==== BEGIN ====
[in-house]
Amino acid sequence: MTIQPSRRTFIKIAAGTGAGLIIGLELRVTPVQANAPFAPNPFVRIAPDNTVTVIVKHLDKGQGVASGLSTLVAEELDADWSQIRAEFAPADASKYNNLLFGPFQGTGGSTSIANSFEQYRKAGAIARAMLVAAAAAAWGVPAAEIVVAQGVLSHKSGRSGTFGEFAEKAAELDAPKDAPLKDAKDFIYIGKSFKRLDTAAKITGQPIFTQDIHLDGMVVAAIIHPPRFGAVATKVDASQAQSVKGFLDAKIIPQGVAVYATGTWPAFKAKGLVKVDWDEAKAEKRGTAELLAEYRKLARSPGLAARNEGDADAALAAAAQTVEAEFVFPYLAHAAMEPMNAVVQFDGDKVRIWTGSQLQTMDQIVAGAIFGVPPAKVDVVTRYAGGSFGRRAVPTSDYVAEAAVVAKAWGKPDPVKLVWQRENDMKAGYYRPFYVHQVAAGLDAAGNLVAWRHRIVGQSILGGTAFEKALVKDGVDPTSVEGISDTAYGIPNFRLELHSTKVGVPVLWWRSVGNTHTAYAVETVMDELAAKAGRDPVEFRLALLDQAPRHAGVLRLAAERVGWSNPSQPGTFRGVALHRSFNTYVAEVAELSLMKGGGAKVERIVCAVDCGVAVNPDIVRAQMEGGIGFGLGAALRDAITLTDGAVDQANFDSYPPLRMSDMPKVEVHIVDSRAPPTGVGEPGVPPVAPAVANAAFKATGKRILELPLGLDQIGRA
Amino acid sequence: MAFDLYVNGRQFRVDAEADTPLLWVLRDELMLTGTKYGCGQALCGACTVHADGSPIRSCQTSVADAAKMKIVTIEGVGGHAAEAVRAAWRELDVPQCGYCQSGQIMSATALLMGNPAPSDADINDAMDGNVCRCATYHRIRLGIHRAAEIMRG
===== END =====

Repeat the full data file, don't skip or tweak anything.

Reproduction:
[in-house]
Amino acid sequence: MTIQPSRRTFIKIAAGTGAGLIIGLELRVTPVQANAPFAPNPFVRIAPDNTVTVIVKHLDKGQGVASGLSTLVAEELDADWSQIRAEFAPADASKYNNLLFGPFQGTGGSTSIANSFEQYRKAGAIARAMLVAAAAAAWGVPAAEIVVAQGVLSHKSGRSGTFGEFAEKAAELDAPKDAPLKDAKDFIYIGKSFKRLDTAAKITGQPIFTQDIHLDGMVVAAIIHPPRFGAVATKVDASQAQSVKGFLDAKIIPQGVAVYATGTWPAFKAKGLVKVDWDEAKAEKRGTAELLAEYRKLARSPGLAARNEGDADAALAAAAQTVEAEFVFPYLAHAAMEPMNAVVQFDGDKVRIWTGSQLQTMDQIVAGAIFGVPPAKVDVVTRYAGGSFGRRAVPTSDYVAEAAVVAKAWGKPDPVKLVWQRENDMKAGYYRPFYVHQVAAGLDAAGNLVAWRHRIVGQSILGGTAFEKALVKDGVDPTSVEGISDTAYGIPNFRLELHSTKVGVPVLWWRSVGNTHTAYAVETVMDELAAKAGRDPVEFRLALLDQAPRHAGVLRLAAERVGWSNPSQPGTFRGVALHRSFNTYVAEVAELSLMKGGGAKVERIVCAVDCGVAVNPDIVRAQMEGGIGFGLGAALRDAITLTDGAVDQANFDSYPPLRMSDMPKVEVHIVDSRAPPTGVGEPGVPPVAPAVANAAFKATGKRILELPLGLDQIGRA
Amino acid sequence: MAFDLYVNGRQFRVDAEADTPLLWVLRDELMLTGTKYGCGQALCGACTVHADGSPIRSCQTSVADAAKMKIVTIEGVGGHAAEAVRAAWRELDVPQCGYCQSGQIMSATALLMGNPAPSDADINDAMDGNVCRCATYHRIRLGIHRAAEIMRG